Support for Survivors of Sexual Abuse: Survivors of sexual abuse face unique challenges in coming forward and sharing their experiences. We understand the sensitivity and courage required to discuss such deeply personal matters. When you are ready to talk, we are here to listen without judgement or pressure. 

If you're a survivor of sexual abuse, when you're ready to talk, we're ready to listen
Fill in your details for a Free, Confidential, No Obligation chat with one of our team.


Ann Craft Trust. (2023). What is Organisational Abuse? Ann Craft Trust. https://www.anncrafttrust.org/resources/what-is-organisational-abuse/

Bucks Safeguarding Adults Board. (2023). Organisational or Institutional Abuse. Bucks Safeguarding Adults Board. https://www.buckssafeguarding.org.uk/adultsboard/information-for-the-public/organisational-or-institutional-abuse/

Safeguarding Adults Board for York. (2023). Organisational Abuse. Safeguarding Adults Board for York. https://www.safeguardingadultsyork.org.uk/safeguarding/organisational-abuse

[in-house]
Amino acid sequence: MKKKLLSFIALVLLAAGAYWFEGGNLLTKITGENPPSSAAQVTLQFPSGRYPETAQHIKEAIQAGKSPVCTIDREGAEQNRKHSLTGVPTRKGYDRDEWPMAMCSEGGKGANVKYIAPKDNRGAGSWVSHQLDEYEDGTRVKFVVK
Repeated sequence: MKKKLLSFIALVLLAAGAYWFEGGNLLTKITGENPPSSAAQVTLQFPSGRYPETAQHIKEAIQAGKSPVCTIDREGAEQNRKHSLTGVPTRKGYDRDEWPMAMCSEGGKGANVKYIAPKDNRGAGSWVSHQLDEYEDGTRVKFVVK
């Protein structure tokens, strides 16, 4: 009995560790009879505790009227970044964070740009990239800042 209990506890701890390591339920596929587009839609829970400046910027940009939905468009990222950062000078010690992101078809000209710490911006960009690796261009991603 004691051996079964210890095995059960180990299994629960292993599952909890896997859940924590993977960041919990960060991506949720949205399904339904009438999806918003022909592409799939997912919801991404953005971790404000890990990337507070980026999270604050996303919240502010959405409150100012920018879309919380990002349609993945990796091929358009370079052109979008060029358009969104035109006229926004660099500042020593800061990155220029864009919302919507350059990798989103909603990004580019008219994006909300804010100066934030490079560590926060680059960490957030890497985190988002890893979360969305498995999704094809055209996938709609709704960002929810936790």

Hywel Thomas Profile Picture

Hywel Thomas

Senior Associate Solicitor, Abuse

Areas of Expertise:
Abuse Claims

With a background in Personal Injury Claims and Criminal Injury Compensation Claims, Hywel started specialising in Abuse Claims in 2001. Over the years, he has seen the area of abuse law evolve, presenting new challenges and learning opportunities. He has tackled cases against diverse groups, from local authorities to private schools, charities, medical organisations, and even individuals.

His passion for understanding psychological injuries led him to this area of Law.  Hywel's work extends beyond seeking financial compensation for his clients; he focuses on helping victims and survivors access support, making a real difference in their healing process. He values each client's unique motivations, ensuring they achieve what they desire through the legal process.